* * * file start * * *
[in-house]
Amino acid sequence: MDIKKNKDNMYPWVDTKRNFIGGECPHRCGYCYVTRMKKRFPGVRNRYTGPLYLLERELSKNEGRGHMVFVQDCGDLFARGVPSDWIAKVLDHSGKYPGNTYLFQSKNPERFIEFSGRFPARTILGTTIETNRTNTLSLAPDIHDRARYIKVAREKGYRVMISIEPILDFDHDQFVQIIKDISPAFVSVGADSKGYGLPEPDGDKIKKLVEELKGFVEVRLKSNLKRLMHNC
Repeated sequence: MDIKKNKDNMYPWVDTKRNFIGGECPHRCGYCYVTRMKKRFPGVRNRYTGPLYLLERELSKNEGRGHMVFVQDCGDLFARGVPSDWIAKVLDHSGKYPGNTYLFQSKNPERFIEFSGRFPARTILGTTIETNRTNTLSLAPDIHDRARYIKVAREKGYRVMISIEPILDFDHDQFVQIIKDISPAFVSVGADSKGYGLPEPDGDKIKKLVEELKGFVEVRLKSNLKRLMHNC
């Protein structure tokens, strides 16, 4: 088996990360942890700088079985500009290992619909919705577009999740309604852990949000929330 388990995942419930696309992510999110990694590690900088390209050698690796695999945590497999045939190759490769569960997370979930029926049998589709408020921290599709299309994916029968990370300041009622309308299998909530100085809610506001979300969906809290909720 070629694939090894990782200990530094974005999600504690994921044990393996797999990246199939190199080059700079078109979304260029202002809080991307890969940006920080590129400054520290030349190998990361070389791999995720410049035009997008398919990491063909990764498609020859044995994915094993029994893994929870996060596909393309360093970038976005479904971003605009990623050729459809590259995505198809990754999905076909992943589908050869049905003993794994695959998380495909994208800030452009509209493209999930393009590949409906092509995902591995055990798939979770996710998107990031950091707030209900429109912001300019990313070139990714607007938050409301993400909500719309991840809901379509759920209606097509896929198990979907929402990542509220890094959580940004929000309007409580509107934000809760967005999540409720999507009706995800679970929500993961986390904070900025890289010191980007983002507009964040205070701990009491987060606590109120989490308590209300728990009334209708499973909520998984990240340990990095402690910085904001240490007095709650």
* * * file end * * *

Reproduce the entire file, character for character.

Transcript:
[in-house]
Amino acid sequence: MDIKKNKDNMYPWVDTKRNFIGGECPHRCGYCYVTRMKKRFPGVRNRYTGPLYLLERELSKNEGRGHMVFVQDCGDLFARGVPSDWIAKVLDHSGKYPGNTYLFQSKNPERFIEFSGRFPARTILGTTIETNRTNTLSLAPDIHDRARYIKVAREKGYRVMISIEPILDFDHDQFVQIIKDISPAFVSVGADSKGYGLPEPDGDKIKKLVEELKGFVEVRLKSNLKRLMHNC
Repeated sequence: MDIKKNKDNMYPWVDTKRNFIGGECPHRCGYCYVTRMKKRFPGVRNRYTGPLYLLERELSKNEGRGHMVFVQDCGDLFARGVPSDWIAKVLDHSGKYPGNTYLFQSKNPERFIEFSGRFPARTILGTTIETNRTNTLSLAPDIHDRARYIKVAREKGYRVMISIEPILDFDHDQFVQIIKDISPAFVSVGADSKGYGLPEPDGDKIKKLVEELKGFVEVRLKSNLKRLMHNC
């Protein structure tokens, strides 16, 4: 088996990360942890700088079985500009290992619909919705577009999740309604852990949000929330 388990995942419930696309992510999110990694590690900088390209050698690796695999945590497999045939190759490769569960997370979930029926049998589709408020921290599709299309994916029968990370300041009622309308299998909530100085809610506001979300969906809290909720 070629694939090894990782200990530094974005999600504690994921044990393996797999990246199939190199080059700079078109979304260029202002809080991307890969940006920080590129400054520290030349190998990361070389791999995720410049035009997008398919990491063909990764498609020859044995994915094993029994893994929870996060596909393309360093970038976005479904971003605009990623050729459809590259995505198809990754999905076909992943589908050869049905003993794994695959998380495909994208800030452009509209493209999930393009590949409906092509995902591995055990798939979770996710998107990031950091707030209900429109912001300019990313070139990714607007938050409301993400909500719309991840809901379509759920209606097509896929198990979907929402990542509220890094959580940004929000309007409580509107934000809760967005999540409720999507009706995800679970929500993961986390904070900025890289010191980007983002507009964040205070701990009491987060606590109120989490308590209300728990009334209708499973909520998984990240340990990095402690910085904001240490007095709650």